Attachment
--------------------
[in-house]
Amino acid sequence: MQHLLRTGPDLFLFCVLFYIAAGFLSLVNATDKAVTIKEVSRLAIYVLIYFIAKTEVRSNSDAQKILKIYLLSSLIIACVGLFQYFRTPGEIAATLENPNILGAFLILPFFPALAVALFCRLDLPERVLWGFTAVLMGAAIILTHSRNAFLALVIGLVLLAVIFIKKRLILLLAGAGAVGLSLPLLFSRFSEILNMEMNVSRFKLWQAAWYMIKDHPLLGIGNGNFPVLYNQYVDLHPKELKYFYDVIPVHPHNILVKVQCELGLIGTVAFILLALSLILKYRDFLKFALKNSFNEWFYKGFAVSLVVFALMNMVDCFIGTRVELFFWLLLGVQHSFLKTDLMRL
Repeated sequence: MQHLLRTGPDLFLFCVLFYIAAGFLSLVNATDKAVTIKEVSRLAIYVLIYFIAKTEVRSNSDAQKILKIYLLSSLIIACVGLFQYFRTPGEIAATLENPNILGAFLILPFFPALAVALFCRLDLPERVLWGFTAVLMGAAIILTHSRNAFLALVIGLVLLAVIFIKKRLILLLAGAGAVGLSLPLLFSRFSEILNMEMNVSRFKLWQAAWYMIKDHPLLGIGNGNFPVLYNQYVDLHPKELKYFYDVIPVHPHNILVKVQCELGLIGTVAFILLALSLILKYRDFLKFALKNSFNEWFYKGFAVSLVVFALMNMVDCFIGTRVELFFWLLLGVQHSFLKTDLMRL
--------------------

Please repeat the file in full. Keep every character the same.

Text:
[in-house]
Amino acid sequence: MQHLLRTGPDLFLFCVLFYIAAGFLSLVNATDKAVTIKEVSRLAIYVLIYFIAKTEVRSNSDAQKILKIYLLSSLIIACVGLFQYFRTPGEIAATLENPNILGAFLILPFFPALAVALFCRLDLPERVLWGFTAVLMGAAIILTHSRNAFLALVIGLVLLAVIFIKKRLILLLAGAGAVGLSLPLLFSRFSEILNMEMNVSRFKLWQAAWYMIKDHPLLGIGNGNFPVLYNQYVDLHPKELKYFYDVIPVHPHNILVKVQCELGLIGTVAFILLALSLILKYRDFLKFALKNSFNEWFYKGFAVSLVVFALMNMVDCFIGTRVELFFWLLLGVQHSFLKTDLMRL
Repeated sequence: MQHLLRTGPDLFLFCVLFYIAAGFLSLVNATDKAVTIKEVSRLAIYVLIYFIAKTEVRSNSDAQKILKIYLLSSLIIACVGLFQYFRTPGEIAATLENPNILGAFLILPFFPALAVALFCRLDLPERVLWGFTAVLMGAAIILTHSRNAFLALVIGLVLLAVIFIKKRLILLLAGAGAVGLSLPLLFSRFSEILNMEMNVSRFKLWQAAWYMIKDHPLLGIGNGNFPVLYNQYVDLHPKELKYFYDVIPVHPHNILVKVQCELGLIGTVAFILLALSLILKYRDFLKFALKNSFNEWFYKGFAVSLVVFALMNMVDCFIGTRVELFFWLLLGVQHSFLKTDLMRL